Getting started - cycling to school

Learning to ride a bike for complete beginners

To avoid endless weekends of frustration and back pain have a look at Sustrans' suggestions for ditching the stabilisers. The key is to practise scooting and balancing before attempting to pedal at the same time. Once happy on two wheels there are lots of fun games to develop bike handling skills; cycling around small obstacles or braking on a line can teach useful techniques, and 'high fiving' or waving gets children ready for signalling.

Research your route

Please refer to our Route planning map

The whole road network is open to you on a bike, but you can also seek out car-free parks and paths. When planning your journey to school, you might want to try a few different routes during the holidays. Sometimes it makes sense to go the long way round to avoid a nasty junction, a difficult right turn or a busy bus route, or just to choose a calmer stress free route like Marylene's family does. If it means less stopping and starting, a quiet route could be quicker and easier as well as providing the perfect setting for quality time on the school run.

Free training for cycling on the roads.

Most junior schools offer Bikeability, gradually introducing children to cycling on the roads to give them the skills to cycle to secondary school by Year 7.  There are extra Bikeability sessions at Dulwich Park and Herne Hill Velodrome and Clapham Common if your child missed out at school.

Protective Cycling: cycling with children as they learn the roads.

Once children have achieved their 'Bikeability' it's the perfect time for them to practise simple journeys on quiet roads. When you first bike together on local streets it's a good idea to cycle behind and slightly to the right so you can see your child and the road, and prevent anyone overtaking too close. By following rather than leading, you encourage the child to assess the risks and gain valuable experience for when they're ready to tackle the journey on their own. Here's a short film of one dad's school run. Ali and his seven year old take a clearly visible position and cycle in a smooth line away from the gutter and from parked cars.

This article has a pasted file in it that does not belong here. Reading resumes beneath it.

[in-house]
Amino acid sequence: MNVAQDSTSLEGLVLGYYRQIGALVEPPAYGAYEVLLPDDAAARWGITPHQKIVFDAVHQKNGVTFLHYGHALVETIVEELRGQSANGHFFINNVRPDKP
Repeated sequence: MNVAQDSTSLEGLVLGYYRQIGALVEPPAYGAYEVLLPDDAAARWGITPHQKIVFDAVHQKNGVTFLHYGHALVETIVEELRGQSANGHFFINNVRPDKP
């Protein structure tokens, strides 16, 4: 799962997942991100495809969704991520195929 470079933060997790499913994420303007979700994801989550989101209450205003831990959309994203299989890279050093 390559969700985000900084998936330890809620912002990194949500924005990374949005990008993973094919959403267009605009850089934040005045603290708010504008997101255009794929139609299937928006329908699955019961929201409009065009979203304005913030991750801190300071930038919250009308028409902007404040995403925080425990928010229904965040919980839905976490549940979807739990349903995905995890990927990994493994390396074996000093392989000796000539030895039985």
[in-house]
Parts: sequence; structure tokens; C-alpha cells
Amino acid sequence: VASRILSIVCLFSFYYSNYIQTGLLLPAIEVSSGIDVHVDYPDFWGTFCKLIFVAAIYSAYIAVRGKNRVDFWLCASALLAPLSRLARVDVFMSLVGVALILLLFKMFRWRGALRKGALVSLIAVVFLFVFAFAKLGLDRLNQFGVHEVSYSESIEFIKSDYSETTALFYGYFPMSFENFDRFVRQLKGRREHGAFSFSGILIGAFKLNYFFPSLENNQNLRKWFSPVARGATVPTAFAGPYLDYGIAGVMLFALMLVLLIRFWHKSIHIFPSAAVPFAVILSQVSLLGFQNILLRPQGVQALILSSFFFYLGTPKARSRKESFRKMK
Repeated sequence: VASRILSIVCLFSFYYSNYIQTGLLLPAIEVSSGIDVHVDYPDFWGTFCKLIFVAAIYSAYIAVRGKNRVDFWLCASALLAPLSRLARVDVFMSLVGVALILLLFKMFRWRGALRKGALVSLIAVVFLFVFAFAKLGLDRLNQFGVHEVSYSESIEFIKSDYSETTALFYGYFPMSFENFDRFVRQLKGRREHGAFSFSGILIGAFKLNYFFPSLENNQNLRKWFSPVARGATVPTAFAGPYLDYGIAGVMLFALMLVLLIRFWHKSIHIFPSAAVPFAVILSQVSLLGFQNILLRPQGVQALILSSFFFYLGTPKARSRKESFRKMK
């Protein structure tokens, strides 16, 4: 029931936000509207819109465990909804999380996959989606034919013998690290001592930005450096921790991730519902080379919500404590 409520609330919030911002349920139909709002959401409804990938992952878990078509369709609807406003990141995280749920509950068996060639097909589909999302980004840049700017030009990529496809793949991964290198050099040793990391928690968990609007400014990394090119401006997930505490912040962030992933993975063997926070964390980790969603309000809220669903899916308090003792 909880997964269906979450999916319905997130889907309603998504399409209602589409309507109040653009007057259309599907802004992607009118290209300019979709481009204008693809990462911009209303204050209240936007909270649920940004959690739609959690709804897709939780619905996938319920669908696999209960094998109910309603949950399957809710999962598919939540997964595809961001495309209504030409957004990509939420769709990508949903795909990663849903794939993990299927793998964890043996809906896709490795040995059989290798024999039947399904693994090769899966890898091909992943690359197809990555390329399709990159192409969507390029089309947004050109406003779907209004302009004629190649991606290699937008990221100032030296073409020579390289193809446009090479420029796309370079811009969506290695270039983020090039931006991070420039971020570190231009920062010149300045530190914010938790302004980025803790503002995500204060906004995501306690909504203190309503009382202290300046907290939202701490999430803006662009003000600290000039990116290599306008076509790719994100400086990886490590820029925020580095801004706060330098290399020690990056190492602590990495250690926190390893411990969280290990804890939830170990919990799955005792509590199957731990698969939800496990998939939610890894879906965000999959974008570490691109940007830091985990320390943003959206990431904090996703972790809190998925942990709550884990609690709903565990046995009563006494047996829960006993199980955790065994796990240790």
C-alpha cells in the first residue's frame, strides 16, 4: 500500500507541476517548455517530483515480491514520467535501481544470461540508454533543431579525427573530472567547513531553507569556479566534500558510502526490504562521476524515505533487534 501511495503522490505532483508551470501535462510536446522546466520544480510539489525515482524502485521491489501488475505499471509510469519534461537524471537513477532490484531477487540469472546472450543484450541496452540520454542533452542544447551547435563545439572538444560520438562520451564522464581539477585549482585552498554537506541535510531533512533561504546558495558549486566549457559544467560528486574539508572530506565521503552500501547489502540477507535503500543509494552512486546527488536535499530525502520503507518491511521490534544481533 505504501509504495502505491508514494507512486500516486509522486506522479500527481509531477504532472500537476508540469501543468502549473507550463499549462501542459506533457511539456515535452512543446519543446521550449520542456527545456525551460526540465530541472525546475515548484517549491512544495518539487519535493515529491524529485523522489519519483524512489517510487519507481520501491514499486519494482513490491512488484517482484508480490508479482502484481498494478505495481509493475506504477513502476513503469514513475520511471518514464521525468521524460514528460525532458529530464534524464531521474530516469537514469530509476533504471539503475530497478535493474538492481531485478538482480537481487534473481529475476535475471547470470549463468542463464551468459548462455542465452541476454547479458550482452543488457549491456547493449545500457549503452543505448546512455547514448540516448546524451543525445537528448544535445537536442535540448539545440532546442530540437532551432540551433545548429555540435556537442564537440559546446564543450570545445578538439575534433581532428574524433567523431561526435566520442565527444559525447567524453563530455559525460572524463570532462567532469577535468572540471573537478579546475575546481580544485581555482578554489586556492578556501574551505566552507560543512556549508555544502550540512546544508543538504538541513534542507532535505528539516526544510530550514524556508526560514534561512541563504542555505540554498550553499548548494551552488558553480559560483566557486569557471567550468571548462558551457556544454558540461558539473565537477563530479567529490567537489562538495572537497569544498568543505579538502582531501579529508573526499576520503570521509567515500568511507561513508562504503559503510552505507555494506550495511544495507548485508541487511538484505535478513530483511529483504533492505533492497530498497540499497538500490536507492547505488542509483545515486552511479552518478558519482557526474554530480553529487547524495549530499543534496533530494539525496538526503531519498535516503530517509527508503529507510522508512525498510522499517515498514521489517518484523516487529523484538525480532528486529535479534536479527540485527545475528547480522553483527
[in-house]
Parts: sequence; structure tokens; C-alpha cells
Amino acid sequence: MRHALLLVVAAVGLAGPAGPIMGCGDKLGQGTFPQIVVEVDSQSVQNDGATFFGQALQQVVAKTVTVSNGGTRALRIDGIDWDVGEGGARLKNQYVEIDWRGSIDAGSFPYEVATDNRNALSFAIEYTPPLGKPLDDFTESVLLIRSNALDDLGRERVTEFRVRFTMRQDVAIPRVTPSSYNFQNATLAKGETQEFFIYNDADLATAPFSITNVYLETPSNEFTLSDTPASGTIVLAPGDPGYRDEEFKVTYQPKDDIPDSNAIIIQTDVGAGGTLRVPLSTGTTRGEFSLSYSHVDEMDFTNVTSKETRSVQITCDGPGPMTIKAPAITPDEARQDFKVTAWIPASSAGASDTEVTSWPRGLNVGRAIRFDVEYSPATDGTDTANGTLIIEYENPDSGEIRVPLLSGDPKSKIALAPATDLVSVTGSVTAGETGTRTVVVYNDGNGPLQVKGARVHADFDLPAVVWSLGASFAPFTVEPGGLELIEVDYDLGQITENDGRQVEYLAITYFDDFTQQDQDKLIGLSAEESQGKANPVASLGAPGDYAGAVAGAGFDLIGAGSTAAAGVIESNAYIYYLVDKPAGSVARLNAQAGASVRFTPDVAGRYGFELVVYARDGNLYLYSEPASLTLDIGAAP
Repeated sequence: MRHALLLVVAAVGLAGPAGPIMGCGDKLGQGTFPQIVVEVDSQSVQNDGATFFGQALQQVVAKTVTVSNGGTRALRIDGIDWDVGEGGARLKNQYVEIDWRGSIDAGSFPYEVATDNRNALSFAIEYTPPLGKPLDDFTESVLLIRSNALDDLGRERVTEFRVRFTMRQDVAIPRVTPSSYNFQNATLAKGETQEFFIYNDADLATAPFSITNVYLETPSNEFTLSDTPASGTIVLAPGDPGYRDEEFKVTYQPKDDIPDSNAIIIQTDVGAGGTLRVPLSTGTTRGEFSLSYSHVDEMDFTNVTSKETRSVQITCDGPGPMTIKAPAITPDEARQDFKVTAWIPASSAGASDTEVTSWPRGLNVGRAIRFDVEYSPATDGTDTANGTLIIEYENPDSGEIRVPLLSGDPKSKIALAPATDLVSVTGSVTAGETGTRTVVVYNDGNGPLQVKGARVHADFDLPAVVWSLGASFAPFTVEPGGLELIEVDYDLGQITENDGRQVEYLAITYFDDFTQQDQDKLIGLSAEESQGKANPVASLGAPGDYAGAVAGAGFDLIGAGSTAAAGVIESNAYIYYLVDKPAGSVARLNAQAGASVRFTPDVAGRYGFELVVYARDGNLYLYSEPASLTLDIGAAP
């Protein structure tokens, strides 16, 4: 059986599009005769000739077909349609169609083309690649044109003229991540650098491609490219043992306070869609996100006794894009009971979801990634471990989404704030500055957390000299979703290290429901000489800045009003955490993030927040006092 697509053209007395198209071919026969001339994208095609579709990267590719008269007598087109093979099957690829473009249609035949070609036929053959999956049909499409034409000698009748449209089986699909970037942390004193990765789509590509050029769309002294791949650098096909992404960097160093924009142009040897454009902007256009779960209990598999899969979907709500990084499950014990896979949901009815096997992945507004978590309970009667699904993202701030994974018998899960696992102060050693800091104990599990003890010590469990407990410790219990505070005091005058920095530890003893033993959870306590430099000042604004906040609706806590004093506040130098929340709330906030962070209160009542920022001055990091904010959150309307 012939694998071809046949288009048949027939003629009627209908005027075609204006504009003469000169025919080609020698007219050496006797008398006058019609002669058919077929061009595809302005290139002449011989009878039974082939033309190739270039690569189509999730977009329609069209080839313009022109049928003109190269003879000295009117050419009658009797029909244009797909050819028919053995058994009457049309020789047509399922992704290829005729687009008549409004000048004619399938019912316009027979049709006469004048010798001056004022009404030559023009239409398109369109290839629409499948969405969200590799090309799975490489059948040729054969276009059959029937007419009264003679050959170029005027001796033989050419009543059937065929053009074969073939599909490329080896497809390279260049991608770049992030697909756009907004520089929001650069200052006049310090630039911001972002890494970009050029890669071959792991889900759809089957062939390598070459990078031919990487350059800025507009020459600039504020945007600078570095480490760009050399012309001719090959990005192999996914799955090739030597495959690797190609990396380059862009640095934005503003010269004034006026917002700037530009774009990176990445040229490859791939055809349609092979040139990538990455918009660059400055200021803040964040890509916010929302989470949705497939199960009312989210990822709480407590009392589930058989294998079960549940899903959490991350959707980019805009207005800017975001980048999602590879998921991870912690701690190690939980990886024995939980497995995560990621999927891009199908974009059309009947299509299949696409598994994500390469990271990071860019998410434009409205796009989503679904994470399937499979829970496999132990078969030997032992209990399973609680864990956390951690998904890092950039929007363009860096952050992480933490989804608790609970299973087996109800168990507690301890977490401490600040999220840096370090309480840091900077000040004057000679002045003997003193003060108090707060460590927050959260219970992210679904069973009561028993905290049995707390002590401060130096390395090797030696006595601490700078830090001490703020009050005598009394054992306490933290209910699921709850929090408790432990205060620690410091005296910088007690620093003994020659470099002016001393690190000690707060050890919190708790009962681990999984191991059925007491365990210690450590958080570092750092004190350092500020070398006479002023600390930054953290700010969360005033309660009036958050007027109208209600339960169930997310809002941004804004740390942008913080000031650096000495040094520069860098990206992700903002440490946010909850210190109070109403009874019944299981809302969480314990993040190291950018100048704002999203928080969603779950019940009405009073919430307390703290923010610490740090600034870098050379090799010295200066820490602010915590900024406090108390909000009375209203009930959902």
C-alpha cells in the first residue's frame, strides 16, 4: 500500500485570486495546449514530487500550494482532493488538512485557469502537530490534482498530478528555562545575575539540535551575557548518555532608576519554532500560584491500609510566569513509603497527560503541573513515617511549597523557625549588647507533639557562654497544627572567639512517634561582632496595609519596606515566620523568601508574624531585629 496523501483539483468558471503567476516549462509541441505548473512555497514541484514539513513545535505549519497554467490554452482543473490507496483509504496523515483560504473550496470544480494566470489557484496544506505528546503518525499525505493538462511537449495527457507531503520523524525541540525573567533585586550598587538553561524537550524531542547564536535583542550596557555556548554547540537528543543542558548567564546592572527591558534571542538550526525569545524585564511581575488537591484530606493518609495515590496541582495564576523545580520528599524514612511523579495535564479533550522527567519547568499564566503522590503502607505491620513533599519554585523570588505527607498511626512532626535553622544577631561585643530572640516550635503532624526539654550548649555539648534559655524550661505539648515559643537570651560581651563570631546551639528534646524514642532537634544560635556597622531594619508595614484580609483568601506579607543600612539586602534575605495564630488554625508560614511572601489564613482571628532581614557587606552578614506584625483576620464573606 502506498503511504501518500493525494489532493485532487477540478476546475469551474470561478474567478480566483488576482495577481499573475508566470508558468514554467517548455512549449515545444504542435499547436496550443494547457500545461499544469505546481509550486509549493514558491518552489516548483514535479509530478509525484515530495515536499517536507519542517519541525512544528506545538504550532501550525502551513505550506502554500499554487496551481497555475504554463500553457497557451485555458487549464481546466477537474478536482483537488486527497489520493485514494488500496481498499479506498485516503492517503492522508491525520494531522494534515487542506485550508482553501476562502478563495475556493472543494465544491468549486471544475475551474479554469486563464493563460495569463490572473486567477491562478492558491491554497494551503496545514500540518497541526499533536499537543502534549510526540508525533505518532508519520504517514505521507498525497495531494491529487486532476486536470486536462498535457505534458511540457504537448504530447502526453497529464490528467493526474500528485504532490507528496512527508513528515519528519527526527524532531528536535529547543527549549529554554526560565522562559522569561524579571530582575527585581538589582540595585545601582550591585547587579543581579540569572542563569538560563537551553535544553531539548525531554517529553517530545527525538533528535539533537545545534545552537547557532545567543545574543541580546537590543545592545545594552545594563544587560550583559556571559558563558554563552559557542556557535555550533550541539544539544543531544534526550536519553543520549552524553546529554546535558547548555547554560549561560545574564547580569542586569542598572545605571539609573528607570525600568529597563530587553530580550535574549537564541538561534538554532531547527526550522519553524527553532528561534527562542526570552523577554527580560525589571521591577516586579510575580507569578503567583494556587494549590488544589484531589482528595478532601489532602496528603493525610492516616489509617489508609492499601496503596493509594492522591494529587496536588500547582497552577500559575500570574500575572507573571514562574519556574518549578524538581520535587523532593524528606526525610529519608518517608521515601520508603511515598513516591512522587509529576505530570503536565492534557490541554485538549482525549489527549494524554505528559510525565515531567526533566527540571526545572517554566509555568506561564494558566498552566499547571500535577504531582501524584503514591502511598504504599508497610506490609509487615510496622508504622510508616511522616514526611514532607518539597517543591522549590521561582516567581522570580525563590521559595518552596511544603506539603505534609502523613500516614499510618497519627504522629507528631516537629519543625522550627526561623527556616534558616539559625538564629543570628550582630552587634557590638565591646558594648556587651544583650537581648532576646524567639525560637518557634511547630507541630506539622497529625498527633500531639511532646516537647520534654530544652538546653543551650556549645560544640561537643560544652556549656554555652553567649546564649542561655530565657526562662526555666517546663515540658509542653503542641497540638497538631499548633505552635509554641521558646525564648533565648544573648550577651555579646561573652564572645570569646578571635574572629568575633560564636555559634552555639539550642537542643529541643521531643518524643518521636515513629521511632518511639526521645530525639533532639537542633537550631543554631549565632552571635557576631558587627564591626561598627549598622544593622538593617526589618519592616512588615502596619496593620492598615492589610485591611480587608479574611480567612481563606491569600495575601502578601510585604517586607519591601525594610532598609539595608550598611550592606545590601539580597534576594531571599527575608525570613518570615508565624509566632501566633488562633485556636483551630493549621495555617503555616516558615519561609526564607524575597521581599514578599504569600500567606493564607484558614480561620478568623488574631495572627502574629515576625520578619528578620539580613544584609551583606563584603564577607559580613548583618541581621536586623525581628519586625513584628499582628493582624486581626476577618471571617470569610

Choosing a bike

Picture from @classicretro
Good quality bikes are useful transport, give hours of outdoor fun and have great resale value. Ask for advice in any local bike shop, or do some research online first via Cycle Sprog

If you need to carry toddlers or a tuba you might want something more unusual. You can trial cargo bikes, trikes and tandems by hiring at London Recumbents in Dulwich Park (like the triple Angus used for his school run).  For those with a specific disabilityWheels for Wellbeing has a selection of side-by-sides and wheelchair bikes like Isabelle's to try.

But they have so much stuff!

Most children can easily carry a small backpack while cycling, so it's no problem carrying a pencil case and PE kit. But carting heavy books, sports bags and musical instruments is often used as a reason to take the car instead.
  • When there's a lot to carry, a rack and panniers transform the journey to school making it easy on the shoulders and allowing real independence. 
  • Panniers like these have the added benefit of being completely waterproof (no more soggy homework), 
  • They help keep your child visible and we hope they remind drivers to give plenty of room when overtaking too.
  • These particular panniers cope with heavy books and sports kit and are often seen with a hockey stick and a trombone poking out the top.

Simple bike maintenance

Charter Y10s learn bike maintenance 
Getting into the habit of performing some simple bike checks - like keeping tyres pumped up and checking brakes regularly - will make your child's cycling easier and safer.  Local bike shops can fix or service your bike and some will even come to you at home.